"I recommend getting yourself ready now so you can pull the trigger the moment you see a good opportunity."

 

Early last year, I told my wife to refinance some of our investment properties and pull whatever equity we could from them. When she asked why, I told her that I wanted to be in position if a good opportunity arises. At that time, nothing on the market caught my eye, but shortly afterward, a 25-unit apartment in Oxford came on the market. We were able to take the initiative ahead of time, make an offer for it, and close on it. 

 

A lot of people wait until they see a good opportunity to start the qualification process, but I recommend getting yourself ready now so you can pull the trigger the moment you see a good opportunity. 

 

In my case, had I not refinanced some of my properties beforehand, I might not have been as confident making an offer for that apartment complex because I wouldn’t have known how much equity I could gather. Not only that, but I might’ve lost out on it to someone ready to buy.

 

If you’re anything like me, you want to be ready when a good opportunity comes along, so talk to a mortgage professional now and make sure you don’t miss out on a great home. 


As always, if you have any questions about buying, selling, or investing in Ventura County real estate, don’t hesitate to reach out to the Morales Group. I’m here to help. I also invite you to visit my blog or Facebook page. Make it a great day!

Posted in Real Estate News
Feb. 27, 2020

What Is A Home Warranty?

 

Welcome back to Episode 27 of “The Morales Group Show!” Today, Tamara Rossie-Melina from First American Home Warranty joins me to answer some of the most common questions she gets about home warranties.

 

Learn all you need to know about home warranties by watching the video above, or else feel free to use the timestamps below to navigate the conversation at your leisure.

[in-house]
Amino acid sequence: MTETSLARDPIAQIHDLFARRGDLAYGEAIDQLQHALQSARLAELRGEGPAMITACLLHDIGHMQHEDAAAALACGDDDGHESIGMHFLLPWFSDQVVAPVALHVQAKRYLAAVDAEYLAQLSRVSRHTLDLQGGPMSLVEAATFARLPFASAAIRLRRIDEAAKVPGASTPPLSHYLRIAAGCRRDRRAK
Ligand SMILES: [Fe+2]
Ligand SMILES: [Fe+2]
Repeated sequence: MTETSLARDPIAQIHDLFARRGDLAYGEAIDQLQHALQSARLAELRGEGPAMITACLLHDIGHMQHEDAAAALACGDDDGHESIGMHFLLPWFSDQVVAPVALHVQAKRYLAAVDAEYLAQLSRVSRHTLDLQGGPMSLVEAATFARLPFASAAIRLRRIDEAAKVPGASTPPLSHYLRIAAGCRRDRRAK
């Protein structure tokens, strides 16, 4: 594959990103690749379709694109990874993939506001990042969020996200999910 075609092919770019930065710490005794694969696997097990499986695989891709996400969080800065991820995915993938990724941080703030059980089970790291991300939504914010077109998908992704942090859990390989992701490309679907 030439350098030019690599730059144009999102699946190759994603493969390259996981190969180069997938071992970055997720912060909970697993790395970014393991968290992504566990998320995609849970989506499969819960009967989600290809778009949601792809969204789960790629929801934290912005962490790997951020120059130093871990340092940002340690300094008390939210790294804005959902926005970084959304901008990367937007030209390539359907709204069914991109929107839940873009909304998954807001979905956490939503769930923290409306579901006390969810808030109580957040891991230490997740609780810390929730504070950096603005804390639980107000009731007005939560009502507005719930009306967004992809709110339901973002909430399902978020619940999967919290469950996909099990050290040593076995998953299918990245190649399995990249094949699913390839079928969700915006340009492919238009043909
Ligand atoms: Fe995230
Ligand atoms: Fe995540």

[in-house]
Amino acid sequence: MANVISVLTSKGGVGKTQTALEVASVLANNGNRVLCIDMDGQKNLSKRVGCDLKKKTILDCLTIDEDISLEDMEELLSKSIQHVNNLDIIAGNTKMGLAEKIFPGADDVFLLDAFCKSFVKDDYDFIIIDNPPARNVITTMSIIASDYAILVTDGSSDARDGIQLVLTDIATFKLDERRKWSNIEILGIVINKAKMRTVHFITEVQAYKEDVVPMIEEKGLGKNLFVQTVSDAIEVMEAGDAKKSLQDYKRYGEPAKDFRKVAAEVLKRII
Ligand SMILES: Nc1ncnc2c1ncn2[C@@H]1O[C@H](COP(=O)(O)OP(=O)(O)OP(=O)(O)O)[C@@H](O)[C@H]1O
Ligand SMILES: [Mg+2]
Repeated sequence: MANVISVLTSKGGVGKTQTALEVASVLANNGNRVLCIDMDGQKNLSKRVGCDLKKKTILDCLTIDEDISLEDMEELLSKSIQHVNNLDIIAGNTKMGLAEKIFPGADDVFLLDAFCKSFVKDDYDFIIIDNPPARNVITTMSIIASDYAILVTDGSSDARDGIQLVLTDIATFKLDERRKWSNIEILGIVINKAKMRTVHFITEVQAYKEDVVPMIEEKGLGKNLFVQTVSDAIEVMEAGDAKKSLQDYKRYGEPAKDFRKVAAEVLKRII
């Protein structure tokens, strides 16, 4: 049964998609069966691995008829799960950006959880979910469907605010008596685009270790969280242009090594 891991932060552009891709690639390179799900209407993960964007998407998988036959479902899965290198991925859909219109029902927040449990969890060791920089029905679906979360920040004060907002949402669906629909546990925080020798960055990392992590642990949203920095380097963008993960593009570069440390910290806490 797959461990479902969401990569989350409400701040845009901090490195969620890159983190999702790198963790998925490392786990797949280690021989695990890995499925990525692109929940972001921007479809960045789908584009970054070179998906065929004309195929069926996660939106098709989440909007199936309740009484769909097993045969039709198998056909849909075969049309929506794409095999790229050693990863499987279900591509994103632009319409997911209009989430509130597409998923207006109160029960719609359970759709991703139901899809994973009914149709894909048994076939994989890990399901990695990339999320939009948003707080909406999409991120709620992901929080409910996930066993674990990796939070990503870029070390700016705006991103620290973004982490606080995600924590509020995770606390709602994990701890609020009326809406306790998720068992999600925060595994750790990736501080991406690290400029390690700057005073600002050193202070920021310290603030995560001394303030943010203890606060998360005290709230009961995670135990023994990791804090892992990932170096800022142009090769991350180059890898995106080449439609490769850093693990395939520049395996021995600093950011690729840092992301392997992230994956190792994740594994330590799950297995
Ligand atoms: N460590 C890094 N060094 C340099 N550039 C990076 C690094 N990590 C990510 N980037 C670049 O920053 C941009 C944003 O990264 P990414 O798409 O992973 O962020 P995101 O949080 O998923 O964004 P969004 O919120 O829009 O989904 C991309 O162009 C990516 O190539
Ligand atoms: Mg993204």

1:00—What is a home warranty?

 

1:51—How long do home warranties last?

 

4:57—Are pre-existing conditions covered under a home warranty?

 

6:23—If you have an issue covered under the warranty, how do you get it fixed?

 

10:20—What types of services does First American Home Warranty offer to sellers?

 

13:41—How do you choose the right plan?

 

16:48—What’s the difference between a home warranty and home insurance?

 

20:47—A summary of what is covered under a home warranty if it’s included in your contract

 

21:51—Should sellers pay for the buyer’s home warranty?

 

23:35—Why get a home warranty at all?

 

24:39—Should someone get a warranty for a new construction home?

 

26:15—Wrapping up our discussion

 

If you’d like to contact Tamara to address any other questions you have about home warranties, give her a call at (805) 573-0698.


Don’t forget to check out my blog and Facebook page for regular videos and advice about all things real estate! In the meantime, if you have any questions about buying, selling, or investing in Ventura County real estate, don’t hesitate to reach out to the Morales Group.

Jan. 30, 2020

The Story of the Ventura County Market From 2000 to 2019

 

Today’s real estate market update will span the last two decades in Ventura County. From 2000 to 2019, I’ll examine the number of home sales, new listings, the average absorption rate, and the median absorption rate for each year. What these numbers mean and how they compare to each other will give you a good idea of where we stand entering 2020.